Philippine delegation

Duterte will be accompanied by Cabinet secretaries and senators.

The official delegation is comprised of: 

  • Foreign Secretary Perfecto Yasay Jr
  • Trade Secretary Ramon Lopez
  • Justice Secretary Vitaliano Aguirre II
  • National Security Adviser Hermogenes Esperon
  • Senator Alan Peter Cayetano as Senate foreign relations committee chairperson 
  • Senator Francis Escudero as Senate banks & financial institutions committee chairperson 
  • Communications Secretary Martin Andanar
  • Cabinet Secretary Leoncio Evasco Jr
  • Philippine Ambassador to Vietnam Noel Servigon

Important issues up for discussion

West Philippine Sea 

Philippine Ambassador to Vietnam Noel Servigon said he expects Duterte and the Prime Minister to discuss “maritime cooperation,” an important issue for both countries because both are claiming parts of the West Philippine Sea. 

“We have suggested that the issue of maritime cooperation between our two countries would be part of the agenda of their meeting,” he said on Tuesday, September 27.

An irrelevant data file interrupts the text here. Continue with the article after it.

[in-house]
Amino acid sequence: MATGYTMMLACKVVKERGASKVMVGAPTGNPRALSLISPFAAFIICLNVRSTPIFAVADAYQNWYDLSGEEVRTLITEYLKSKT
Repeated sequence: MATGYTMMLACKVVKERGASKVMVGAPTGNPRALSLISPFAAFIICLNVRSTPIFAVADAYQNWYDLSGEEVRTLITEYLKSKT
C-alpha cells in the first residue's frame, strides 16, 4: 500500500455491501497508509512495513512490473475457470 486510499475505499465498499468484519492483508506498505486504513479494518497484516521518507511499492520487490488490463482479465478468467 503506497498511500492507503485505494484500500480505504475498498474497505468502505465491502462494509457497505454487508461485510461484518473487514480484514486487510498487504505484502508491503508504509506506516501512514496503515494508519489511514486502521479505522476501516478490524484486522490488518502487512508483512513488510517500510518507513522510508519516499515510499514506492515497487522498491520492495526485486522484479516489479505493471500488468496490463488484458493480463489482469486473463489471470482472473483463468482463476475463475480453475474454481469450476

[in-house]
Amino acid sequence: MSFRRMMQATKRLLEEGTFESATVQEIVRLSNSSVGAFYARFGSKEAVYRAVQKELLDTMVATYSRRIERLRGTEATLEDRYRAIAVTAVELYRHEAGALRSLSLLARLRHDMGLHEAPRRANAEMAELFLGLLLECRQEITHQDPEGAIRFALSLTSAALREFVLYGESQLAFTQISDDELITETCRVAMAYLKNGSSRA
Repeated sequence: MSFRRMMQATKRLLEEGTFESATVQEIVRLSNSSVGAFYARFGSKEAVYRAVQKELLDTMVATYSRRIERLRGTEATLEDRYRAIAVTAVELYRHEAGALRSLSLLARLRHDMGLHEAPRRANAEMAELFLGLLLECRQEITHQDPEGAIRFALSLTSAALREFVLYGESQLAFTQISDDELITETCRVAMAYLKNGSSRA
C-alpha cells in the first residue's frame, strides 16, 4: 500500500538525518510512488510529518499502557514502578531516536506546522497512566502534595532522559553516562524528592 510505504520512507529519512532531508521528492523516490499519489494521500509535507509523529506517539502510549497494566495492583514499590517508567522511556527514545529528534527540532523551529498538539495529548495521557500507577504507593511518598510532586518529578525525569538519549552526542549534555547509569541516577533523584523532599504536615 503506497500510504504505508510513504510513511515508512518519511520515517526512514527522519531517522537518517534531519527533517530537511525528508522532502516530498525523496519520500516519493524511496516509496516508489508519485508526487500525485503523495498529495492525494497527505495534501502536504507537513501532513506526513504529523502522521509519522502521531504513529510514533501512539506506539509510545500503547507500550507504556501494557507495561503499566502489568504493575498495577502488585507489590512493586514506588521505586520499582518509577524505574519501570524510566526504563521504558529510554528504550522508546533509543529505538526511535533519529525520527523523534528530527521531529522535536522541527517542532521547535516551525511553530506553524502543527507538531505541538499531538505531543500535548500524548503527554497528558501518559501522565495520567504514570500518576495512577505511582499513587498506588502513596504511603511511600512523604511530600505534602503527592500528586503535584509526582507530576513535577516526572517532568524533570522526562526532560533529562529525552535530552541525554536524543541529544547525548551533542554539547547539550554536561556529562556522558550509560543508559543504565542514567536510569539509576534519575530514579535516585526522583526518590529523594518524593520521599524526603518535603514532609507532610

Both Vietnam and the Philippines have experienced aggression from China which is claiming 90% of the sea as its exclusive economic zone. Thus, fishermen of both countries have been harassed by Chinese vessels.

This is why “maritime cooperation” could include discussions on defense and national security. No wonder Duterte brought along National Security Adviser Esperon.

It’s timely that such a discussion take place now since both countries have new sets of leaders, including defense officials. Vietnam’s President, Tran Dai Quang, came into power only this April while Duterte was elected just a month later. New leaders likely mean new foreign and defense policies.

These new leaders are also expected to discuss another game-changing development: the historic Hague ruling that affirmed the Philippines’ claim over the West Philippine Sea and rejected China’s. 

Vietnamese leaders are likely curious on how the Duterte administration will use this ruling in the face of China’s continued reclamation activities. (READ: Duterte to China: You can’t avoid Hague ruling)